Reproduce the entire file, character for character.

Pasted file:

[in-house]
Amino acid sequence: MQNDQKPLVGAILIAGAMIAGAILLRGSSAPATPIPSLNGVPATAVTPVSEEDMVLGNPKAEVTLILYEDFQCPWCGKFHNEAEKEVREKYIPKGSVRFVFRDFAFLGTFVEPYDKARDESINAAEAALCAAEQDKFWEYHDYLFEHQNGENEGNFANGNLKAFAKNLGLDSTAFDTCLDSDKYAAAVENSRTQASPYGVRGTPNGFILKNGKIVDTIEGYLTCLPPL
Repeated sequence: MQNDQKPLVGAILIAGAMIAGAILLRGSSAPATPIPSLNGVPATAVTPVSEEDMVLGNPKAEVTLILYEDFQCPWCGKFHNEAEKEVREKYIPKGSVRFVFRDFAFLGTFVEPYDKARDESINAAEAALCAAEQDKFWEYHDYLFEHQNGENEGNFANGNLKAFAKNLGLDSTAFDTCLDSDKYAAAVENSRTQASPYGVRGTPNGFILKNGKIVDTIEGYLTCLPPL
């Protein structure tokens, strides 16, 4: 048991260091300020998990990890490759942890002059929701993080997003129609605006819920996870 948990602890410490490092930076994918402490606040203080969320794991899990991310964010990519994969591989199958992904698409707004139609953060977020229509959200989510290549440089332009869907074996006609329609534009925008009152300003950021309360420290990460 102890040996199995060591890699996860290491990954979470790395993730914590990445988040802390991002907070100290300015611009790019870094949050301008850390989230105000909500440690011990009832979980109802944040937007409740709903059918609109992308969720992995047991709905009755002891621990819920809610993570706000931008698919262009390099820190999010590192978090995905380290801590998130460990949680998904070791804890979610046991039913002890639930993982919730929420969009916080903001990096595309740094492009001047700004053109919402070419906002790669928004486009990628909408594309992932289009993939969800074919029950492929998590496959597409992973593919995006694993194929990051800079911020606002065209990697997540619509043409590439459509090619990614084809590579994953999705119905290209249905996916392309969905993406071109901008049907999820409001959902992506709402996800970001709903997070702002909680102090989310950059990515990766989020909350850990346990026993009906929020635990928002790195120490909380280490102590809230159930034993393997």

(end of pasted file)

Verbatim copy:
[in-house]
Amino acid sequence: MQNDQKPLVGAILIAGAMIAGAILLRGSSAPATPIPSLNGVPATAVTPVSEEDMVLGNPKAEVTLILYEDFQCPWCGKFHNEAEKEVREKYIPKGSVRFVFRDFAFLGTFVEPYDKARDESINAAEAALCAAEQDKFWEYHDYLFEHQNGENEGNFANGNLKAFAKNLGLDSTAFDTCLDSDKYAAAVENSRTQASPYGVRGTPNGFILKNGKIVDTIEGYLTCLPPL
Repeated sequence: MQNDQKPLVGAILIAGAMIAGAILLRGSSAPATPIPSLNGVPATAVTPVSEEDMVLGNPKAEVTLILYEDFQCPWCGKFHNEAEKEVREKYIPKGSVRFVFRDFAFLGTFVEPYDKARDESINAAEAALCAAEQDKFWEYHDYLFEHQNGENEGNFANGNLKAFAKNLGLDSTAFDTCLDSDKYAAAVENSRTQASPYGVRGTPNGFILKNGKIVDTIEGYLTCLPPL
């Protein structure tokens, strides 16, 4: 048991260091300020998990990890490759942890002059929701993080997003129609605006819920996870 948990602890410490490092930076994918402490606040203080969320794991899990991310964010990519994969591989199958992904698409707004139609953060977020229509959200989510290549440089332009869907074996006609329609534009925008009152300003950021309360420290990460 102890040996199995060591890699996860290491990954979470790395993730914590990445988040802390991002907070100290300015611009790019870094949050301008850390989230105000909500440690011990009832979980109802944040937007409740709903059918609109992308969720992995047991709905009755002891621990819920809610993570706000931008698919262009390099820190999010590192978090995905380290801590998130460990949680998904070791804890979610046991039913002890639930993982919730929420969009916080903001990096595309740094492009001047700004053109919402070419906002790669928004486009990628909408594309992932289009993939969800074919029950492929998590496959597409992973593919995006694993194929990051800079911020606002065209990697997540619509043409590439459509090619990614084809590579994953999705119905290209249905996916392309969905993406071109901008049907999820409001959902992506709402996800970001709903997070702002909680102090989310950059990515990766989020909350850990346990026993009906929020635990928002790195120490909380280490102590809230159930034993393997």